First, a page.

University of Kentucky CAER Home

CAER Seminars


Mr. Tsevi Minster
Geological Survey of Israel
Jerusalem, Israel

Tuesday, June 17, 3:30 p.m.
Ben Bandy Conference Room
Center for Applied Energy Research

Carbonate rocks enriched in organic material, generally termed 'oil shales', are widespread in Israel; there are indications that they can be found in the subsurface in 10-15% of the area. They especially characterize the part of the section formed by the Mishash and Ghareb formations of the Mount Scopus Group (Campanian to Maastrichtian).

The Section of the Oil Shale Member (lower member of the Ghareb Formation) was studied in detail. Variations in organic matter content in time and space were found to be useful tools for stratigraphic and paleogeographic purposes. Spatial variations of the proposed depo-centers may hint at some tectonic events.

Based on calcareous nanoplankton zonation it is suggested to divide the Oil Shale Member into lower and upper sub-units. The lower unit represents the >10% TOC grade of the oil shales. Those sub-units differ in their geochemistry; significant geochemical parameters defining the subunits are the SiO2/Al2O3 and P2O5/Al2O3 ratios and the Mn and Mo contents.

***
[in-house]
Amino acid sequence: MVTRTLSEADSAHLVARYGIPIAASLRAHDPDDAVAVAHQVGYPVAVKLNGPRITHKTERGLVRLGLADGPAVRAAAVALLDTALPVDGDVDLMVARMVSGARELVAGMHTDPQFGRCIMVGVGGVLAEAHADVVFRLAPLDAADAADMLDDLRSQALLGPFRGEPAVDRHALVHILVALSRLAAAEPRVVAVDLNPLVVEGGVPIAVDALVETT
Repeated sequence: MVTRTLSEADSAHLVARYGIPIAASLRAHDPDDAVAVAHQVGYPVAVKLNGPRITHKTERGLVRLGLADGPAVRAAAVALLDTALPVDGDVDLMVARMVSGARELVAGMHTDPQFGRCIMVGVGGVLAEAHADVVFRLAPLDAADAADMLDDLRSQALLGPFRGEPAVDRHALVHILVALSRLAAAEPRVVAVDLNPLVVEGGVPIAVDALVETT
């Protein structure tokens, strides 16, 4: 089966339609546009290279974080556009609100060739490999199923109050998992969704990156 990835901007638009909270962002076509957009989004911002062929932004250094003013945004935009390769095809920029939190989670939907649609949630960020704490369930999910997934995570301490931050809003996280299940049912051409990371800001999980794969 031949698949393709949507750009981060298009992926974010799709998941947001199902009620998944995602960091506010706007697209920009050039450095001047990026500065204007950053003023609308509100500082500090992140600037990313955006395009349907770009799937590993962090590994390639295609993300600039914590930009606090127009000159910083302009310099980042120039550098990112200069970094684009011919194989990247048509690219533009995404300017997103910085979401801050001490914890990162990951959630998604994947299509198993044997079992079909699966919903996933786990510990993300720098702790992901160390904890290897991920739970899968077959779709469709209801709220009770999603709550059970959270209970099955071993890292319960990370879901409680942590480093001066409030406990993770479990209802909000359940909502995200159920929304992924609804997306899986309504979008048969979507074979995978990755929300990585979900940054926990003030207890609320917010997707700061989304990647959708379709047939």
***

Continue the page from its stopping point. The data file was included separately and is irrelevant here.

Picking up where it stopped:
The studied sequence is characterized by relatively high sulphur contents and depletion in iron. Both C/S ratios and DOP values indicate that the higher dysoxic conditions in the sequence prevailed in the lower sub-unit of the Oil Shale Member; the underlying Mishash Fm sequence and the overlying upper sub-unit represent less extreme anoxic events.

A great similarity is found between the oil shales of Israel and Jordan. Some results of the present study may be reflected in a revised look at the configuration of some Jordanian oil shale fields. A positive correlation between free silica content and higher organic matter content is suggested for the oil shale basins of Lajjun and Es-Sultani.